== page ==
The preliminary step was to demolish the existing tunnel ceiling and sidewall barriers. After the barriers had been demolished, the new drainage system was installed at the base of the walls. Waterproofing was installed over the new drainage system and up to a height of approximately 2.4 m (8 ft). New barriers were then constructed over the waterproofing, measuring 1.5 m (5 ft) high. Metal flashing was installed over the final 1 m (3 ft) to protect the waterproofing, which was not covered by the new barriers. The new barriers were installed on each side of the tunnel prior to moving on to the next phase of construction.
Once the new barriers were in place, the waterproofing membrane was installed radially from barrier to barrier in 9 m (30 ft) panel sections. Following the membrane installation, lattice girders were installed along with the welded wire mesh. Embedded lighting channels were also installed on the lattice girders to allow for easy light installation without installing anchors. A 20 cm (8 in.) shotcrete liner was then installed in 10 cm (4 in.) lifts. This process is currently being completed panel by panel for all 180 panels in the eastbound Tuscarora tunnel.
While it was originally assumed that this phase of work would occur with panels being completed consecutively, that was not ultimately the case. To lessen the impact of waterproofing reinforcement installation and shotcrete operations on each other, the contractor had its crews working at spaced out locations along the tunnel.
Innovations and challenges
Innovations in sequencing: Originally, only limited sections (lapping length of under 0.6 m (2ft) of the waterproofing membrane were to be exposed leading into the weekend of the tunnel opening. However, it was determined that this requirement would make construction difficult, especially on the proposed schedule. The PTC permitted the contractor to leave exposed waterproofing in the eastbound tunnel to ease schedule concerns.
Before shotcrete and the lattice girders are installed, the membrane is carefully inspected for damage. If there is damage that has occurred to the membrane, the area is repaired prior to the work continuing.
In addition to opening every weekend, there had to be contingencies for the tunnel to open as soon as possible for weather or traffic emergencies. If an accident or blockage occurs in the primary transit tunnel, the contractor must be ready to quickly move out of the worksite to allow traffic to flow through the tunnel.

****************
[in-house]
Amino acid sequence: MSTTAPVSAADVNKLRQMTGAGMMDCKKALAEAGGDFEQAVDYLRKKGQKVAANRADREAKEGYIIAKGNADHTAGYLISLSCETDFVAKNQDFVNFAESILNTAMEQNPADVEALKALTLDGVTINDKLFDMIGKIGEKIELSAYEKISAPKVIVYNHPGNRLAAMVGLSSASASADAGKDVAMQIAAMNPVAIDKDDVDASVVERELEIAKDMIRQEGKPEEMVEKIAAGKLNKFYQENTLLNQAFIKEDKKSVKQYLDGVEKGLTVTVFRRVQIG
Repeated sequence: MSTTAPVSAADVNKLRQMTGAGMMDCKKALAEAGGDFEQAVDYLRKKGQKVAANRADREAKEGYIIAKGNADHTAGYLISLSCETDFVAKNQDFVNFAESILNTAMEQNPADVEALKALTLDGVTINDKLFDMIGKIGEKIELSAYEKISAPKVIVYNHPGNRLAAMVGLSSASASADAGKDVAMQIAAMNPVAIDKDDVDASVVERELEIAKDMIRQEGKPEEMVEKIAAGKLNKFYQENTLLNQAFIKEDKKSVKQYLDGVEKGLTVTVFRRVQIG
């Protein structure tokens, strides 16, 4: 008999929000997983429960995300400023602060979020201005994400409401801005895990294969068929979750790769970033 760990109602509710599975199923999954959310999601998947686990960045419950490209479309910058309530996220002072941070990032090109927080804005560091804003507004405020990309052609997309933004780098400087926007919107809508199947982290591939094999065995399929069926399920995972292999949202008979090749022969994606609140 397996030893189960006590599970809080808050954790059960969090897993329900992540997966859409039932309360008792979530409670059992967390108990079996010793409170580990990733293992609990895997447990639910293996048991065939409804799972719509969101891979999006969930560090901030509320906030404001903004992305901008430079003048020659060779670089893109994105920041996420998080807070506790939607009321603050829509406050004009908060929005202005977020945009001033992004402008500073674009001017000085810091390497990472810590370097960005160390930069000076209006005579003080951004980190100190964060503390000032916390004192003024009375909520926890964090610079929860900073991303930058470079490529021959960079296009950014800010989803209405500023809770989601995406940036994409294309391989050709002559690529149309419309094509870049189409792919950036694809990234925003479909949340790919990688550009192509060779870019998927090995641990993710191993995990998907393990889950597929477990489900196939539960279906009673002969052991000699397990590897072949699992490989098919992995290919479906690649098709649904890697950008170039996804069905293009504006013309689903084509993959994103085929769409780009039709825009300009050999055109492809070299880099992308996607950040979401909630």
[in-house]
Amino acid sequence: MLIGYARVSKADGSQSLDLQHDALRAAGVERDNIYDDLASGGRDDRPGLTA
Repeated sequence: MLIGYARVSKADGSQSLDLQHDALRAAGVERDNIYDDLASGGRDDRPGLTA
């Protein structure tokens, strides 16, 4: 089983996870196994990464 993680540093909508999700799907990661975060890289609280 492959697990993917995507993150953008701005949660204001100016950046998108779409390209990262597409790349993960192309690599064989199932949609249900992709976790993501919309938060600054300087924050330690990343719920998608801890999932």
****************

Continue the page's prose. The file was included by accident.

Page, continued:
This means that all equipment and supplies must be mobile and ready to clear out of the tunnel within defined time periods set in the contract. Additionally, a minimum shotcrete liner strength is specified prior to opening the tunnel to traffic. It is a cardinal project goal from the PTC that there is as little inconvenience to drivers as possible.
Optimizing shotcrete means and methods: When construction began, the contractor proposed several alternates to the shotcrete liner installation shown in the design drawings. The design drawing prescribed two 10 cm (4 in.) lifts in both the vertical and overhead applications. The contractor requested that instead of spraying shotcrete through one layer of mesh in 10 cm (4 in.) lifts on the walls, they spray through two layers of mesh in 20-cm (8-in.) lifts on the walls.
After a proof of concept during the construction mock-up phase of the work, it was determined that the contractor could safely spray through two layers of mesh in a 20-cm (8-in.) lift on the walls of the tunnel. With this improvement, additional float was allowed during the weekly construction schedule. This in turn allowed for work to proceed more efficiently without compromising worker safety.
Embedded channels: One major challenge faced during the design phase was how to install lights without having anchors in the new shotcrete liner. A solution was devised to use lattice girders with eyelets to which embedded channels could be affixed. These channels were installed after the first shotcrete lift was sprayed.
Since the tunnel lights have two points of attachment, two embedded channels had to be installed in parallel wherever lights were planned for installation. The contractor developed an innovative solution whereby the embedded channels were preconnected in parallel with curved steel supports. This allowed for two embedded channels to be connected to the lattice girders as one unit, resulting in easier installation of the embedded channels.
Waterproofing installation means and methods: When the project first began, the waterproofing membrane installation was set by manlifts that raised the membrane into place. This process was tedious as only two manlifts could be operating in one panel at the same time. Additional coordination was required for vehicles or personnel to safely pass under the manlifts while they were in operation.
Custom scaffolding was ordered to allow an entire panel to be scaffolded while vehicles and personnel could pass underneath. This helped to alleviate worksite congestion and make construction more efficient. The scaffolding was determined to be much safer to use than the manlifts in the tunnel, as the scaffoldings’ fixed structure reduces potential hazards inherent with high variable lifts.
The PTC set out to bring the Tuscarora Tunnels to current design standards and address the leak infiltration problems that had plagued the structures for years. The design team reviewed the existing conditions, evaluated possible remediation options and after consultation with PTC, chose the remediation option that most completely remedied the tunnels going forward.
Collaboration with the contractor before and during construction has allowed this design to come to life more efficiently, meeting an ambitious design schedule and goals while maintaining quality workmanship. With the state-of-the-art umbrella system, the lifespan of the Turnpike tunnels will be extended, and anyone transiting the tunnels will take notice of the effort that has been put into improving these structures.